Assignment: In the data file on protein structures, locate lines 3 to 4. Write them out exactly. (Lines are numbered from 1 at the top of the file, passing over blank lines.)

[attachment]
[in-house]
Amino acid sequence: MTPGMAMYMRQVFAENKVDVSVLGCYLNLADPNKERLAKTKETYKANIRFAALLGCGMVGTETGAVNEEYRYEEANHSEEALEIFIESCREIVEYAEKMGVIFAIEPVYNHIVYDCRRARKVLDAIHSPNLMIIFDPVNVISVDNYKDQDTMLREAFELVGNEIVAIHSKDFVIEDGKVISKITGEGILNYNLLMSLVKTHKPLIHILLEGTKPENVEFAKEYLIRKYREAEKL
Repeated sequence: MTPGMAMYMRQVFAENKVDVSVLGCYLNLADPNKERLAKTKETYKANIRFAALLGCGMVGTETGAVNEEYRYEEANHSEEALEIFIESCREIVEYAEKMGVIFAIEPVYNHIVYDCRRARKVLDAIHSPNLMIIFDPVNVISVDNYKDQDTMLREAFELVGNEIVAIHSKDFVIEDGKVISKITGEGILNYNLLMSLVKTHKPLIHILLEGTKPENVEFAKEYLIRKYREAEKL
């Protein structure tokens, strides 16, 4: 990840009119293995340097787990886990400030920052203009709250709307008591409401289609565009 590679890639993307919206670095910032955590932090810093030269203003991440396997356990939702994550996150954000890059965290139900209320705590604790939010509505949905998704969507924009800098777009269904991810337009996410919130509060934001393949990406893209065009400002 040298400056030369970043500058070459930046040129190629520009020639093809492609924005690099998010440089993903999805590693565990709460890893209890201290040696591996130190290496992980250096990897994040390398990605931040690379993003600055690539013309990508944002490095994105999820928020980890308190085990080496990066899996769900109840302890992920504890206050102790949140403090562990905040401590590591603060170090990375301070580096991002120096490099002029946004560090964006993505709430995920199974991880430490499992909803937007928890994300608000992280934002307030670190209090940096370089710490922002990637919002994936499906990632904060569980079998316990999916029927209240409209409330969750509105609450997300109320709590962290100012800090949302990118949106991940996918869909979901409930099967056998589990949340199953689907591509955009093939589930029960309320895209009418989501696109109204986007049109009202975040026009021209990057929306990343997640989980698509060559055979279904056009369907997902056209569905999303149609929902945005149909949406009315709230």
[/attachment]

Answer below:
Repeated sequence: MTPGMAMYMRQVFAENKVDVSVLGCYLNLADPNKERLAKTKETYKANIRFAALLGCGMVGTETGAVNEEYRYEEANHSEEALEIFIESCREIVEYAEKMGVIFAIEPVYNHIVYDCRRARKVLDAIHSPNLMIIFDPVNVISVDNYKDQDTMLREAFELVGNEIVAIHSKDFVIEDGKVISKITGEGILNYNLLMSLVKTHKPLIHILLEGTKPENVEFAKEYLIRKYREAEKL
């Protein structure tokens, strides 16, 4: 990840009119293995340097787990886990400030920052203009709250709307008591409401289609565009 590679890639993307919206670095910032955590932090810093030269203003991440396997356990939702994550996150954000890059965290139900209320705590604790939010509505949905998704969507924009800098777009269904991810337009996410919130509060934001393949990406893209065009400002 040298400056030369970043500058070459930046040129190629520009020639093809492609924005690099998010440089993903999805590693565990709460890893209890201290040696591996130190290496992980250096990897994040390398990605931040690379993003600055690539013309990508944002490095994105999820928020980890308190085990080496990066899996769900109840302890992920504890206050102790949140403090562990905040401590590591603060170090990375301070580096991002120096490099002029946004560090964006993505709430995920199974991880430490499992909803937007928890994300608000992280934002307030670190209090940096370089710490922002990637919002994936499906990632904060569980079998316990999916029927209240409209409330969750509105609450997300109320709590962290100012800090949302990118949106991940996918869909979901409930099967056998589990949340199953689907591509955009093939589930029960309320895209009418989501696109109204986007049109009202975040026009021209990057929306990343997640989980698509060559055979279904056009369907997902056209569905999303149609929902945005149909949406009315709230």